Because DH thinks I am and says I'm becoming a busybody. Is he right.

(62 Posts)
mumnosbest Sat 11-Jan-14 19:12:23

This week 2 things have happened that I couldn't just ignore. dH says I should stop being mosey and interfering. I'm more of the opinion that in some situation more people should get involved. What do you think.

The first was in a busy play area. A toddler banged her head, blood everywhere. mum panicked and very young play assistant was shaken up, didn't know what to do and asked another young girl to find help. I calmed mum a bit and suggested the child not be held at arms length nearly upside down (didn't word it like that).

The second was when a young woman was being shoved, threatened and shouted at by her partner in the middle of a busy high street. Nobody stopped despite her looking around, either for help or highly embarrassed. I simply got my phone out and said I would call the police if he didn't take his hands off her. She smiled at me, he yelled at me and everyone else continued to turn a blind eye.

I do usually go months/years without any incident so I'm surely not a busybody am I. Was it BU to get involved or were all the others BU to ignore situations?

Joules68 Sat 11-Jan-14 19:14:35

no ywnbu! well done for not walking on by,more people should be like this

CoffeeTea103 Sat 11-Jan-14 19:14:58

Yanbu, in both situations. When is it ever unreasonable to help someone.

ManualSpaniel Sat 11-Jan-14 19:15:14

YANBU - your DH is.

I would've done the same, and hope if I was in a similar situation someone with some kindness would show it to me.

Bogeyface Sat 11-Jan-14 19:15:17

YANBU, but sadly many people would just walk by on the other side, as the parable says.

People like your DH always think it is someone elses problem, but if we all thought like that then where would we be? As for saying you shouldnt have helped a bleeding toddler and his mum, sorry but that is really shitty. Is he saying that if it had been him with your toddler, he wouldnt have appreciated a calming helping hand?

januarysunsetfire Sat 11-Jan-14 19:15:40

You must KNOW you're not being unreasonable, surely? confused

I would personally have dealt with the latter incident differently but that doesn't mean you were WRONG.

Fairylea Sat 11-Jan-14 19:16:10

I don't think you did any harm in the first situation but the mum was there and two assistants (albeit a bit shaken) were there to help as well.

However, the second one you were definitely right to step in. I wish more people would in that sort of situation.

I think your dh is being a bit arse - ish.

fifi669 Sat 11-Jan-14 19:16:24

I think you did well in both those situations. I'd like to think if do the same although I fear I'd freeze

finallydelurking Sat 11-Jan-14 19:18:08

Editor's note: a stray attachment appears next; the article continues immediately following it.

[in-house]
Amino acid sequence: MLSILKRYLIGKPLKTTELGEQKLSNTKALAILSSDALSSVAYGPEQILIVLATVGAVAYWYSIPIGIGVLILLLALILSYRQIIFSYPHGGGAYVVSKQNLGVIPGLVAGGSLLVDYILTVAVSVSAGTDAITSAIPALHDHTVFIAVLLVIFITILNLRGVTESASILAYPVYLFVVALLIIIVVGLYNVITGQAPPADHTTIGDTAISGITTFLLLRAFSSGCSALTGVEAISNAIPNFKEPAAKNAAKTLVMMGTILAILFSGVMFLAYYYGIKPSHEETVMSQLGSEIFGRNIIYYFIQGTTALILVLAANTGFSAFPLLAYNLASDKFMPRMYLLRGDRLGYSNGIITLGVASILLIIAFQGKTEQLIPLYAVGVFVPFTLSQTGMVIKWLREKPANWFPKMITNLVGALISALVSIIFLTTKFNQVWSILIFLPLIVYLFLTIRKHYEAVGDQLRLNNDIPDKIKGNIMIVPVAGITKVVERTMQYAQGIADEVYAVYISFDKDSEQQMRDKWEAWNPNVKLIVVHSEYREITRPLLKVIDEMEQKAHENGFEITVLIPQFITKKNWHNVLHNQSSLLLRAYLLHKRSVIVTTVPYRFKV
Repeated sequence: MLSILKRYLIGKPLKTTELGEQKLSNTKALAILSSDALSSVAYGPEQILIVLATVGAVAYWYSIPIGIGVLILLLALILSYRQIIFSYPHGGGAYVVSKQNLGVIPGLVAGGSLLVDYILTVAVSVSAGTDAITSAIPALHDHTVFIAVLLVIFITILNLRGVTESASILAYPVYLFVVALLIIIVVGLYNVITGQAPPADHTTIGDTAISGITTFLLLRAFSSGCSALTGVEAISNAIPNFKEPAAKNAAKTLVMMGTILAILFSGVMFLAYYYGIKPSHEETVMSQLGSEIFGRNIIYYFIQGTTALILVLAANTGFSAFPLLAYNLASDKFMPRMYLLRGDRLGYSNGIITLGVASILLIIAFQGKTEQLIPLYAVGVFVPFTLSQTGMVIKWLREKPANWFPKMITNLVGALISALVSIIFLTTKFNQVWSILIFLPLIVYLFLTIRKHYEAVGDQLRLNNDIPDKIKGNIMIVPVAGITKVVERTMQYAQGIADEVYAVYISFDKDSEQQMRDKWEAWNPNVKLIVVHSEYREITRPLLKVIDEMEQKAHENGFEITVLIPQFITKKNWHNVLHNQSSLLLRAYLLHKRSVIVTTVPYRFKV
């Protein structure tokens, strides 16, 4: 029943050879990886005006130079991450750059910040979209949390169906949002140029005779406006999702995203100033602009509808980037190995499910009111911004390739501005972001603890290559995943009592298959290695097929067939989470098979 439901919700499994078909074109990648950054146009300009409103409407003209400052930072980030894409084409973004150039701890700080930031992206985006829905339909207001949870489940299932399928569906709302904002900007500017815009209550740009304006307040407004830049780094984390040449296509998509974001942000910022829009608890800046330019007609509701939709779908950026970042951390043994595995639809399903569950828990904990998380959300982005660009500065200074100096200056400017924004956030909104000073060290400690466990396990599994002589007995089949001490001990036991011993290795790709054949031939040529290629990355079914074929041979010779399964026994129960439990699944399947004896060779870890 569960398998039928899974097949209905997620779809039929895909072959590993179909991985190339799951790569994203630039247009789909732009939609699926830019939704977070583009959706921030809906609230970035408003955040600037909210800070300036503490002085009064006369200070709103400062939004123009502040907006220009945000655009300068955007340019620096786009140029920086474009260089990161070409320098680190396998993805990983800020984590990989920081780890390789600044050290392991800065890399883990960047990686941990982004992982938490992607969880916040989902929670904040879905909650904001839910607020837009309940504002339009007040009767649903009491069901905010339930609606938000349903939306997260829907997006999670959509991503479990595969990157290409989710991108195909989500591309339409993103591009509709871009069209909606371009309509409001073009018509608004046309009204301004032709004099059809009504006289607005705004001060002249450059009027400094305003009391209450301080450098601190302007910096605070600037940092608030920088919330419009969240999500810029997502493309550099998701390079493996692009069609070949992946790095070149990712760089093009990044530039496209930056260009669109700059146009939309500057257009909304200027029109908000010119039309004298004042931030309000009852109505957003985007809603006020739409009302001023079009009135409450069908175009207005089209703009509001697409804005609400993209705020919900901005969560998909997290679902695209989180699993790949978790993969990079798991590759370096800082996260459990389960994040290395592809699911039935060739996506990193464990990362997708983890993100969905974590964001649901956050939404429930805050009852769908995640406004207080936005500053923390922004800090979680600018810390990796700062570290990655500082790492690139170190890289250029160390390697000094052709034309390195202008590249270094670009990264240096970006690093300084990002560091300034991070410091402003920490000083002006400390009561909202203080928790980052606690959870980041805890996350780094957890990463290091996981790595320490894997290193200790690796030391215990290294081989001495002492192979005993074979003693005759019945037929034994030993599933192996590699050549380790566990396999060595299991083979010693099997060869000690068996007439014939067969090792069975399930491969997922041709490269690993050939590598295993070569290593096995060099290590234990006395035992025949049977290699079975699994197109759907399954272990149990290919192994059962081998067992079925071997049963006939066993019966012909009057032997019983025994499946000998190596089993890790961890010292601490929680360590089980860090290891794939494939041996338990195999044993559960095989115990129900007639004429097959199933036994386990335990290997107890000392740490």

YADNBU! I would and have done exactly the same smile your DH holds similar viewpoints to my teenagers!

mumnosbest Sat 11-Jan-14 19:18:35

My point exactly. Just amazed how many people, including big blokes won't help. I don't think I'd sleep if I didn't stop (though I was terrified the man was going to start on me too. I'm not exactly tough or even very tall smile

Boreoff456 Sat 11-Jan-14 19:19:10

Yanbu but neither is he.

First situation totally understand why you got involved. Your dh is bu.

Second situation, my own dh attempted the same thing a while a go. He got punched by the bloke then also by the woman being ' abused'. So I understand why your dh is wary. Personally I would call the police straight away.

fuzzywuzzy Sat 11-Jan-14 19:19:54

People like you give me back a bit of faith in humanity.

I definitely don't think YWBU in either of those scenarios, you calmed a situation down in one instance when it was very needed and stopped an abusive wanker in the second. Good for you, I hope I'd have the courage to do the same.

My neighbour once went out in the middle of the night when a young couple were having fight in the middle of our street, the young lad wouldn't let his girlfriend go, she read him the riot act and told the girl to go home and stood waiting with the boy to ensure the girl got away safely.

You'r DH is maybe worried for your safety (in the second instance), but what's his problem with the first?

firesidechat Sat 11-Jan-14 19:22:31

Well if you're a busy body then so am I, so YANBU.

KitsVegetable Sat 11-Jan-14 19:22:42

Thing is with the second situation do you actualy think that guy is going to think, Oh that woman in the street told me off, I better stop taking my frustrations/shame/anger out on my partner. Or do you think she'll just get an extra heap of bollocking later because of you.